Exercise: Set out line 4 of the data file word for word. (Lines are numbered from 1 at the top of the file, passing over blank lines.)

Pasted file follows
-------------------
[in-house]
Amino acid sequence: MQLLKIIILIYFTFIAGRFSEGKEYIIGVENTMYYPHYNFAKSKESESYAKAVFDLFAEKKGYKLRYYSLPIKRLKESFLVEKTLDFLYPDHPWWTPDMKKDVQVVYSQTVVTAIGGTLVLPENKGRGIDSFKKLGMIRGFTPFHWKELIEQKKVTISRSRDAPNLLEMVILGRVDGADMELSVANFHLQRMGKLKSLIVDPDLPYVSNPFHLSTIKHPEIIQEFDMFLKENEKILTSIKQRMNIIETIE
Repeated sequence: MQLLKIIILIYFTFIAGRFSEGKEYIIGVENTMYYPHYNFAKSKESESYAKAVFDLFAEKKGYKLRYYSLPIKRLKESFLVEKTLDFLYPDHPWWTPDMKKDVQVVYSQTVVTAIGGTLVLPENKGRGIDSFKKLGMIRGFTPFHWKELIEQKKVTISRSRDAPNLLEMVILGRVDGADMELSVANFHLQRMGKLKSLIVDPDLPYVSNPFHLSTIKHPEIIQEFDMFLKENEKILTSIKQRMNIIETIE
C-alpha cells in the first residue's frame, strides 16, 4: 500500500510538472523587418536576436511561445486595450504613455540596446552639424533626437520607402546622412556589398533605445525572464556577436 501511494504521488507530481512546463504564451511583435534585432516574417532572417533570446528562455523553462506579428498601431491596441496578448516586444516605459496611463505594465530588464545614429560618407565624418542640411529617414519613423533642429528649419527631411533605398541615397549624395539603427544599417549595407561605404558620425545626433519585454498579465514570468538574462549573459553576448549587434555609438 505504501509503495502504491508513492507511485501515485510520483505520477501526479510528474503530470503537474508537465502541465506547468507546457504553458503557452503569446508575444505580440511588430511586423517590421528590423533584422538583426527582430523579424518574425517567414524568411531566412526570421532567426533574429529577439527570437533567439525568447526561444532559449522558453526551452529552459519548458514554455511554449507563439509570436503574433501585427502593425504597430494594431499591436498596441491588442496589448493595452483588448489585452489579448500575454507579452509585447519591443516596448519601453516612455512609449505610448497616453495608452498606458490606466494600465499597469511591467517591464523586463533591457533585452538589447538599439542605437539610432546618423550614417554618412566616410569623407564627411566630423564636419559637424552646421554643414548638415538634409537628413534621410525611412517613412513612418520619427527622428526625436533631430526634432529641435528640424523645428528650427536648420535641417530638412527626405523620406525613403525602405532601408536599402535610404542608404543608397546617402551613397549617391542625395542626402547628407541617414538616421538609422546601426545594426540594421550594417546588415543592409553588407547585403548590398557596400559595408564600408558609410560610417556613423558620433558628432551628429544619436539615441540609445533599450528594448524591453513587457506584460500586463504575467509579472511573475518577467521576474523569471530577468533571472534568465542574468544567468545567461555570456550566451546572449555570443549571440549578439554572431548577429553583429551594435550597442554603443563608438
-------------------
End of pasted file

C-alpha cells in the first residue's frame, strides 16, 4: 500500500510538472523587418536576436511561445486595450504613455540596446552639424533626437520607402546622412556589398533605445525572464556577436 501511494504521488507530481512546463504564451511583435534585432516574417532572417533570446528562455523553462506579428498601431491596441496578448516586444516605459496611463505594465530588464545614429560618407565624418542640411529617414519613423533642429528649419527631411533605398541615397549624395539603427544599417549595407561605404558620425545626433519585454498579465514570468538574462549573459553576448549587434555609438 505504501509503495502504491508513492507511485501515485510520483505520477501526479510528474503530470503537474508537465502541465506547468507546457504553458503557452503569446508575444505580440511588430511586423517590421528590423533584422538583426527582430523579424518574425517567414524568411531566412526570421532567426533574429529577439527570437533567439525568447526561444532559449522558453526551452529552459519548458514554455511554449507563439509570436503574433501585427502593425504597430494594431499591436498596441491588442496589448493595452483588448489585452489579448500575454507579452509585447519591443516596448519601453516612455512609449505610448497616453495608452498606458490606466494600465499597469511591467517591464523586463533591457533585452538589447538599439542605437539610432546618423550614417554618412566616410569623407564627411566630423564636419559637424552646421554643414548638415538634409537628413534621410525611412517613412513612418520619427527622428526625436533631430526634432529641435528640424523645428528650427536648420535641417530638412527626405523620406525613403525602405532601408536599402535610404542608404543608397546617402551613397549617391542625395542626402547628407541617414538616421538609422546601426545594426540594421550594417546588415543592409553588407547585403548590398557596400559595408564600408558609410560610417556613423558620433558628432551628429544619436539615441540609445533599450528594448524591453513587457506584460500586463504575467509579472511573475518577467521576474523569471530577468533571472534568465542574468544567468545567461555570456550566451546572449555570443549571440549578439554572431548577429553583429551594435550597442554603443563608438